Despite a cautious spending environment in Canada when it comes to investing, the current outlook shows that the sign and graphics industry will enjoy a strong 2020 and that these trends will continue through the year. The key to doing well in the large-format printing market is to identify specialized/niche wide-format markets that you can capitalize on in your own local market. One such profitable niche can be found in wallcovering printing.
The concept of printing on materials that go on walls has been around for some time, but in the digital printing world, new boundaries are being broken. Digital printing has actually displaced many traditional technologies. Compared to traditional printing, digital printing now offers excellent print quality, and the process is more flexible, efficient and faster. One such company specializing in custom wallcovering design and print is PI Fine Art Toronto, so we decided to pay them a visit and chat with executive Andrew Cohen to show us what makes the company so unique in manufacturing digital wallcovering products.
Founded by Ester Cohen in 1976, PI Fine Art is one of the largest vertically integrated art companies in North America, specializing in all steps, from design creation to printing up to 126” wide. Through close collaboration with artists and in-house designers, PI has a library of over 23,000 images at their disposal. They create wallcoverings for hotels, commercial, healthcare and residential spaces. As a full service, vertically integrated company, PI manages every step from art development to final print.
Step 1 is the creation or preparation of a design
In-house artists will create original pieces using traditional paints and then finish the prints digitally. PI would also employ 300 outside creative designers to add to the library of over 23,000 images.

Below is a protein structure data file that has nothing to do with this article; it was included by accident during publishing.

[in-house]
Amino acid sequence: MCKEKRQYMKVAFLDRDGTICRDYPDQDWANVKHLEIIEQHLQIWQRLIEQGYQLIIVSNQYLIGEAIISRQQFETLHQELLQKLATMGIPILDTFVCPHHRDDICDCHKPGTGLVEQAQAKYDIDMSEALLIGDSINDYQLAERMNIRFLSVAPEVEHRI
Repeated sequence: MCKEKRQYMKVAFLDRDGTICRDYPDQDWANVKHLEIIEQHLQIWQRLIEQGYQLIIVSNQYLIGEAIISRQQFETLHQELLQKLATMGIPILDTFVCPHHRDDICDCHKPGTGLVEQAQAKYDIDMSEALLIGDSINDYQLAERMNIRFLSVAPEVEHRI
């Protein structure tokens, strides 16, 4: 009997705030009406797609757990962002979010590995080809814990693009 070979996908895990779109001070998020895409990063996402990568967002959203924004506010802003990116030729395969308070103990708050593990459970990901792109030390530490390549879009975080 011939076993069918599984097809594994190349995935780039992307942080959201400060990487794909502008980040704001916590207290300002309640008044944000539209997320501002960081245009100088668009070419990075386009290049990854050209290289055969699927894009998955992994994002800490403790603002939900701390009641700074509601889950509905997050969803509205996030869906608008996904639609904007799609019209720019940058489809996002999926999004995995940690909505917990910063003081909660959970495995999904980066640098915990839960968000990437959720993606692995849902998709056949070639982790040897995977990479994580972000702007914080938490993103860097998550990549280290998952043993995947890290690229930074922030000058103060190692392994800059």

Step 2 is the preparation of the image, which can be up to 1GB file size
Much manipulation is needed in this stage as artwork is scanned and prepared for the digital printing reproduction.
Step 3 is the printing stage
PI uses a range of latex printers ranging in size from 64” up to 126” to print wallcoverings and they offer a linen or silky texture finish, as well as a faux leather textured covering and a sparkly jeweled finish.
Step 4 is the trimming process
Designed to work with both rolls and sheets, the trimmer will cut a 150-ft media roll in less than 15 minutes with precision.
Step 5 is rolling up the finished product ready to ship to the client
PI operates a huge warehouse space in Toronto that takes care of the manufacturing and shipping of a wide range of wall décor products.
Step 6 is the customer having their installer apply the wallcovering to the walls
New developments in design software and digital printing technology have made it easier to customize graphics for indoor wallcovering applications. It is now possible to do short-run and one-of-a-kind wallpapers as well as many other décor applications. If you have any questions or comments, feel free to reach out to me.